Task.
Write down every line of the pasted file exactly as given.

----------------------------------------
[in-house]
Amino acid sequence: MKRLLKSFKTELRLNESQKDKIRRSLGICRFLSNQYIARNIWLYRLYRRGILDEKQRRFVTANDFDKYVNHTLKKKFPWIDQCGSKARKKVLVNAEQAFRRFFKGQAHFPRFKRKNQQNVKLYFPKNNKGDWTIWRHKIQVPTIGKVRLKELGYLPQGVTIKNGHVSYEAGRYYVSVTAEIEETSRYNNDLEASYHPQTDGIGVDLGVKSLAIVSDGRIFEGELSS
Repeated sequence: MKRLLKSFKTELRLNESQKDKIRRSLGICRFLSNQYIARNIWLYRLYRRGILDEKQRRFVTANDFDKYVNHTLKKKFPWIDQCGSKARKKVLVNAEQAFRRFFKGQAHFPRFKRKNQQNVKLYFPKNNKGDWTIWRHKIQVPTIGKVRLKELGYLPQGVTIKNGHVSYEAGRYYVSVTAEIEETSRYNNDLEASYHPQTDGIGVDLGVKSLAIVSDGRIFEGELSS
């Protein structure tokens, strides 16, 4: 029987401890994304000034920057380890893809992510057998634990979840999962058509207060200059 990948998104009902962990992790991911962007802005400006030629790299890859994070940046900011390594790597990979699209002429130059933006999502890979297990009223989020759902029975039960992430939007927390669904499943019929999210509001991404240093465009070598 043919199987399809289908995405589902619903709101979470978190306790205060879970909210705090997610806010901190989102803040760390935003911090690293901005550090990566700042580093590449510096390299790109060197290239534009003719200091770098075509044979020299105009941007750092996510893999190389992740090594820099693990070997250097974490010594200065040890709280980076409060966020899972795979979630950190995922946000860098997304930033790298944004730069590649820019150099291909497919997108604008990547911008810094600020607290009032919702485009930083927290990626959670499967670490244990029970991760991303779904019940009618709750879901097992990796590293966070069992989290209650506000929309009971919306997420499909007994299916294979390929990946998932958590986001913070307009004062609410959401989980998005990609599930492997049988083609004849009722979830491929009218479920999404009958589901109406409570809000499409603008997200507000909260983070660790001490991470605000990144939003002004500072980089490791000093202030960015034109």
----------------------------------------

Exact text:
[in-house]
Amino acid sequence: MKRLLKSFKTELRLNESQKDKIRRSLGICRFLSNQYIARNIWLYRLYRRGILDEKQRRFVTANDFDKYVNHTLKKKFPWIDQCGSKARKKVLVNAEQAFRRFFKGQAHFPRFKRKNQQNVKLYFPKNNKGDWTIWRHKIQVPTIGKVRLKELGYLPQGVTIKNGHVSYEAGRYYVSVTAEIEETSRYNNDLEASYHPQTDGIGVDLGVKSLAIVSDGRIFEGELSS
Repeated sequence: MKRLLKSFKTELRLNESQKDKIRRSLGICRFLSNQYIARNIWLYRLYRRGILDEKQRRFVTANDFDKYVNHTLKKKFPWIDQCGSKARKKVLVNAEQAFRRFFKGQAHFPRFKRKNQQNVKLYFPKNNKGDWTIWRHKIQVPTIGKVRLKELGYLPQGVTIKNGHVSYEAGRYYVSVTAEIEETSRYNNDLEASYHPQTDGIGVDLGVKSLAIVSDGRIFEGELSS
């Protein structure tokens, strides 16, 4: 029987401890994304000034920057380890893809992510057998634990979840999962058509207060200059 990948998104009902962990992790991911962007802005400006030629790299890859994070940046900011390594790597990979699209002429130059933006999502890979297990009223989020759902029975039960992430939007927390669904499943019929999210509001991404240093465009070598 043919199987399809289908995405589902619903709101979470978190306790205060879970909210705090997610806010901190989102803040760390935003911090690293901005550090990566700042580093590449510096390299790109060197290239534009003719200091770098075509044979020299105009941007750092996510893999190389992740090594820099693990070997250097974490010594200065040890709280980076409060966020899972795979979630950190995922946000860098997304930033790298944004730069590649820019150099291909497919997108604008990547911008810094600020607290009032919702485009930083927290990626959670499967670490244990029970991760991303779904019940009618709750879901097992990796590293966070069992989290209650506000929309009971919306997420499909007994299916294979390929990946998932958590986001913070307009004062609410959401989980998005990609599930492997049988083609004849009722979830491929009218479920999404009958589901109406409570809000499409603008997200507000909260983070660790001490991470605000990144939003002004500072980089490791000093202030960015034109």